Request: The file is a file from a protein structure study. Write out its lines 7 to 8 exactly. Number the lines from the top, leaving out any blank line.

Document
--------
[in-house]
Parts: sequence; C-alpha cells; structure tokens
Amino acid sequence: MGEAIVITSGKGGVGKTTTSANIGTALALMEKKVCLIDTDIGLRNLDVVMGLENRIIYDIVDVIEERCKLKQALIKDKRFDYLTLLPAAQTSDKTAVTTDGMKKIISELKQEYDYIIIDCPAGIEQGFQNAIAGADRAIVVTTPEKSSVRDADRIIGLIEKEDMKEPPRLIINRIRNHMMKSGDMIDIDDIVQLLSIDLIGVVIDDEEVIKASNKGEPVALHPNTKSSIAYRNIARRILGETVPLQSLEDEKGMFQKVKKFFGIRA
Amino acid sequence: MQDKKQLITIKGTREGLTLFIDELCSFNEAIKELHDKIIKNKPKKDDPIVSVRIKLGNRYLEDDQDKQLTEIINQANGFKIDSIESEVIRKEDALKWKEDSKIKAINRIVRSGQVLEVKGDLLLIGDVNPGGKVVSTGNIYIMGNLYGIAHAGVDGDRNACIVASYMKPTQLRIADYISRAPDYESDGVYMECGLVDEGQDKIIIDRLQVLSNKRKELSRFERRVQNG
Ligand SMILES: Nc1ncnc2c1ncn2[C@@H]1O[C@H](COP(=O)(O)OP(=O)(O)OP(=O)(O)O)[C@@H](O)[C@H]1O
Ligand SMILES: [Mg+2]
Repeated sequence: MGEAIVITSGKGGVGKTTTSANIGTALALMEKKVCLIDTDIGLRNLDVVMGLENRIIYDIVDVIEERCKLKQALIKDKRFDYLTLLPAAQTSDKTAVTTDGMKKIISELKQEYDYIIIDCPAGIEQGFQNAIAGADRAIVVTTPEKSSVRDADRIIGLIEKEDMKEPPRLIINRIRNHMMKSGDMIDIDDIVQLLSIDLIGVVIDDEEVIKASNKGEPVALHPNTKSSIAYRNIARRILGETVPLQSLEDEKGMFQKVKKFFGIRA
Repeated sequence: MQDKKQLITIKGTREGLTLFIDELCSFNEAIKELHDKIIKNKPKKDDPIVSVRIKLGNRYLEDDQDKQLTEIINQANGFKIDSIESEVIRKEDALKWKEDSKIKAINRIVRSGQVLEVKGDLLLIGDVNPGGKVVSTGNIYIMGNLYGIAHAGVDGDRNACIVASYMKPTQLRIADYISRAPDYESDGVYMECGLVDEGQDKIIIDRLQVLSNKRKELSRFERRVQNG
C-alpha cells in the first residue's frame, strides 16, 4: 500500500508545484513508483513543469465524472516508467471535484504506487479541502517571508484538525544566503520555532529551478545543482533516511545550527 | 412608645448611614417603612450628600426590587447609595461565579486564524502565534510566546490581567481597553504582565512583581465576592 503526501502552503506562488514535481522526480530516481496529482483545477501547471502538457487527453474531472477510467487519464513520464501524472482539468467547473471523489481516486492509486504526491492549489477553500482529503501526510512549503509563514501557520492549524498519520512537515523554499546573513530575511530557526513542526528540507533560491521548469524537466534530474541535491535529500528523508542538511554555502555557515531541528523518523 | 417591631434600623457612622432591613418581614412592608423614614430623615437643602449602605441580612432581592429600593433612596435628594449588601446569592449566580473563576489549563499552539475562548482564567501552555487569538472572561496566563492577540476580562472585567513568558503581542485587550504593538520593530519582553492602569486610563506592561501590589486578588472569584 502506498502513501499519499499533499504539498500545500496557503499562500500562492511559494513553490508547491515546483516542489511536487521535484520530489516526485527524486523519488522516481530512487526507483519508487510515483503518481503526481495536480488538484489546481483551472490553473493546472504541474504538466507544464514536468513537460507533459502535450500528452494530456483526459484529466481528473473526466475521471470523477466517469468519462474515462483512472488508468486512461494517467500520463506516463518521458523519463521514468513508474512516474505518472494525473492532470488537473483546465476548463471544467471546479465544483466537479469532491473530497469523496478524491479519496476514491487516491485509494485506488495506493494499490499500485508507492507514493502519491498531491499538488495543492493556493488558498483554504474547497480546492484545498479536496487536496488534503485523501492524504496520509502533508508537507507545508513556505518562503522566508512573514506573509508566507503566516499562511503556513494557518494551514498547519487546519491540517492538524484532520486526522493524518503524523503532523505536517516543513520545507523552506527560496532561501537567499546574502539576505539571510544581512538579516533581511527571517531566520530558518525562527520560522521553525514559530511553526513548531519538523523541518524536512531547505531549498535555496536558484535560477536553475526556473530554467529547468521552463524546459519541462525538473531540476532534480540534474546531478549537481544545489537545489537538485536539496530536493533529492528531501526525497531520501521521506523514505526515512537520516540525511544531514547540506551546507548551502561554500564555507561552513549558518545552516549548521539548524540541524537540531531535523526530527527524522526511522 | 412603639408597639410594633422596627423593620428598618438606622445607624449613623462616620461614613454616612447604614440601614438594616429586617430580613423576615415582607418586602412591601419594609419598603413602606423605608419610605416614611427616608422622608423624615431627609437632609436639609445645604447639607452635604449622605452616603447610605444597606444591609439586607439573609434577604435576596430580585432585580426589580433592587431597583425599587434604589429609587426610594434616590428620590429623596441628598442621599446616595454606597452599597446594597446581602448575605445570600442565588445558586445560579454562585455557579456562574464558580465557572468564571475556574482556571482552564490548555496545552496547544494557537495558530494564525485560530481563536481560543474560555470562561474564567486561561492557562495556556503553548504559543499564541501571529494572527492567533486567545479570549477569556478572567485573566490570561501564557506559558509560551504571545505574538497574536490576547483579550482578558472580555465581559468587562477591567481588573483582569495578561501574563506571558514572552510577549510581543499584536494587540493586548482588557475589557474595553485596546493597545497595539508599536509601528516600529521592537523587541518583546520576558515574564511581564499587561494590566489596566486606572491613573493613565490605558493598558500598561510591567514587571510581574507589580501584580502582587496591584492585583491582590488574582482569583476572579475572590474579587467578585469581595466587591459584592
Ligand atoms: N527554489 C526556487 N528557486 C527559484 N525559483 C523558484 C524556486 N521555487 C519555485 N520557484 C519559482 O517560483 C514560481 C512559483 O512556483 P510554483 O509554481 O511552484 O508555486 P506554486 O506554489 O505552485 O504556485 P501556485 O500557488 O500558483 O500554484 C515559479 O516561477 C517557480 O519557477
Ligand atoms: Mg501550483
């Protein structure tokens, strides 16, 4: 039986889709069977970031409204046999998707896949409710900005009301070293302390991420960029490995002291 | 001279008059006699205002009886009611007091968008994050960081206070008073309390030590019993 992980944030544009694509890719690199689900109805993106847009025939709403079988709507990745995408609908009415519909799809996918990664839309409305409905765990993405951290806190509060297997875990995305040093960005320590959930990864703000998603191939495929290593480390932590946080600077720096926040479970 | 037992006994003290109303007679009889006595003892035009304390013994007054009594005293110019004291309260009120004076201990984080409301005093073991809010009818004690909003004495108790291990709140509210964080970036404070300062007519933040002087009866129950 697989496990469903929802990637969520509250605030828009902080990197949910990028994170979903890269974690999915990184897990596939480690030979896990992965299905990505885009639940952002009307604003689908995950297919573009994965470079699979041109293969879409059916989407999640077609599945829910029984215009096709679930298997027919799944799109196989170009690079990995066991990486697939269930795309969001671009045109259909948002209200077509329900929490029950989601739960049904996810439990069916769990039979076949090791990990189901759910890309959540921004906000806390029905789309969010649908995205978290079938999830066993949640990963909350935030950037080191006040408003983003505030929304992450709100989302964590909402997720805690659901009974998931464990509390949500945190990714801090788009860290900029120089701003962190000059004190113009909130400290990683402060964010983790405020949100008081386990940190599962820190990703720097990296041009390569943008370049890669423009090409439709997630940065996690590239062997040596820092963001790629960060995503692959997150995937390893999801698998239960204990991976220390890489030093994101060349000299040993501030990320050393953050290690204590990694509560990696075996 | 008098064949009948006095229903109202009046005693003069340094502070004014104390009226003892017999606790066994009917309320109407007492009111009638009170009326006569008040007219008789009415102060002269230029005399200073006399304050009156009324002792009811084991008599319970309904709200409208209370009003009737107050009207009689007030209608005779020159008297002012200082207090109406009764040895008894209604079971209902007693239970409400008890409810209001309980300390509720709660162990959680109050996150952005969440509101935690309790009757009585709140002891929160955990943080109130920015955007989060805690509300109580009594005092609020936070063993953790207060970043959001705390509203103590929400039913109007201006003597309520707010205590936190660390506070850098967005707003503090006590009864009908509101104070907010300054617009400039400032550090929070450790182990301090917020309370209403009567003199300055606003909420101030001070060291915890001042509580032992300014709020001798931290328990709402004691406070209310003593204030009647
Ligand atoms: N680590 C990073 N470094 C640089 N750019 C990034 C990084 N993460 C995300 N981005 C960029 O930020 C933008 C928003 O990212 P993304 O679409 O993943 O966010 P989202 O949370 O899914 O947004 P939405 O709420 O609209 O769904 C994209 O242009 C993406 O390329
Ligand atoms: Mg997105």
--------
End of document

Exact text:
Repeated sequence: MGEAIVITSGKGGVGKTTTSANIGTALALMEKKVCLIDTDIGLRNLDVVMGLENRIIYDIVDVIEERCKLKQALIKDKRFDYLTLLPAAQTSDKTAVTTDGMKKIISELKQEYDYIIIDCPAGIEQGFQNAIAGADRAIVVTTPEKSSVRDADRIIGLIEKEDMKEPPRLIINRIRNHMMKSGDMIDIDDIVQLLSIDLIGVVIDDEEVIKASNKGEPVALHPNTKSSIAYRNIARRILGETVPLQSLEDEKGMFQKVKKFFGIRA
Repeated sequence: MQDKKQLITIKGTREGLTLFIDELCSFNEAIKELHDKIIKNKPKKDDPIVSVRIKLGNRYLEDDQDKQLTEIINQANGFKIDSIESEVIRKEDALKWKEDSKIKAINRIVRSGQVLEVKGDLLLIGDVNPGGKVVSTGNIYIMGNLYGIAHAGVDGDRNACIVASYMKPTQLRIADYISRAPDYESDGVYMECGLVDEGQDKIIIDRLQVLSNKRKELSRFERRVQNG